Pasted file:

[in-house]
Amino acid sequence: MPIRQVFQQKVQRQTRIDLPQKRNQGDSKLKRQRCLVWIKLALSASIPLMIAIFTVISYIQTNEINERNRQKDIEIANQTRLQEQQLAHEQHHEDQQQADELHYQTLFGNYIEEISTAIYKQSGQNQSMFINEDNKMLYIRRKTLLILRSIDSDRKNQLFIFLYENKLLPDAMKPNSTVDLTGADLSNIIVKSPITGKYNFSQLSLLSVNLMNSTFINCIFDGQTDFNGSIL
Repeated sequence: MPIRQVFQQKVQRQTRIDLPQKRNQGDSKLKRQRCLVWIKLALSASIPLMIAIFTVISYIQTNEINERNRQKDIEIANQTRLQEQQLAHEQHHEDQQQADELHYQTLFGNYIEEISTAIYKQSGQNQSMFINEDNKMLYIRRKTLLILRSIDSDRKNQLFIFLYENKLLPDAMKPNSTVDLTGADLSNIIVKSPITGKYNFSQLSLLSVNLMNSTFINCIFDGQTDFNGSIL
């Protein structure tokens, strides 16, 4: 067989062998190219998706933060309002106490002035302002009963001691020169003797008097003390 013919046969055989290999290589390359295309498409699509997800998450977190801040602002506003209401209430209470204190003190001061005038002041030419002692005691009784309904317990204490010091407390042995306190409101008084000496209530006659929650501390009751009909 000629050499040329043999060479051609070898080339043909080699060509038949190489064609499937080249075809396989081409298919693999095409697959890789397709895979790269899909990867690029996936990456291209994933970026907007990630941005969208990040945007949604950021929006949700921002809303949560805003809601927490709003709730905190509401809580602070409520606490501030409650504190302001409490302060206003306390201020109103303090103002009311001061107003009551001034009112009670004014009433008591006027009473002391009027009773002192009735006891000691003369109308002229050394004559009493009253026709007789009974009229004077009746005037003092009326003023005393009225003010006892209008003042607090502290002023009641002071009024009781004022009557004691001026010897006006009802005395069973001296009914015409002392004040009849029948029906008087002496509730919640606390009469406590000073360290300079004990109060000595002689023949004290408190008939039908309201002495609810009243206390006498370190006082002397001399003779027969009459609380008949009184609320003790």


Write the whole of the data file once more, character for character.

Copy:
[in-house]
Amino acid sequence: MPIRQVFQQKVQRQTRIDLPQKRNQGDSKLKRQRCLVWIKLALSASIPLMIAIFTVISYIQTNEINERNRQKDIEIANQTRLQEQQLAHEQHHEDQQQADELHYQTLFGNYIEEISTAIYKQSGQNQSMFINEDNKMLYIRRKTLLILRSIDSDRKNQLFIFLYENKLLPDAMKPNSTVDLTGADLSNIIVKSPITGKYNFSQLSLLSVNLMNSTFINCIFDGQTDFNGSIL
Repeated sequence: MPIRQVFQQKVQRQTRIDLPQKRNQGDSKLKRQRCLVWIKLALSASIPLMIAIFTVISYIQTNEINERNRQKDIEIANQTRLQEQQLAHEQHHEDQQQADELHYQTLFGNYIEEISTAIYKQSGQNQSMFINEDNKMLYIRRKTLLILRSIDSDRKNQLFIFLYENKLLPDAMKPNSTVDLTGADLSNIIVKSPITGKYNFSQLSLLSVNLMNSTFINCIFDGQTDFNGSIL
């Protein structure tokens, strides 16, 4: 067989062998190219998706933060309002106490002035302002009963001691020169003797008097003390 013919046969055989290999290589390359295309498409699509997800998450977190801040602002506003209401209430209470204190003190001061005038002041030419002692005691009784309904317990204490010091407390042995306190409101008084000496209530006659929650501390009751009909 000629050499040329043999060479051609070898080339043909080699060509038949190489064609499937080249075809396989081409298919693999095409697959890789397709895979790269899909990867690029996936990456291209994933970026907007990630941005969208990040945007949604950021929006949700921002809303949560805003809601927490709003709730905190509401809580602070409520606490501030409650504190302001409490302060206003306390201020109103303090103002009311001061107003009551001034009112009670004014009433008591006027009473002391009027009773002192009735006891000691003369109308002229050394004559009493009253026709007789009974009229004077009746005037003092009326003023005393009225003010006892209008003042607090502290002023009641002071009024009781004022009557004691001026010897006006009802005395069973001296009914015409002392004040009849029948029906008087002496509730919640606390009469406590000073360290300079004990109060000595002689023949004290408190008939039908309201002495609810009243206390006498370190006082002397001399003779027969009459609380008949009184609320003790």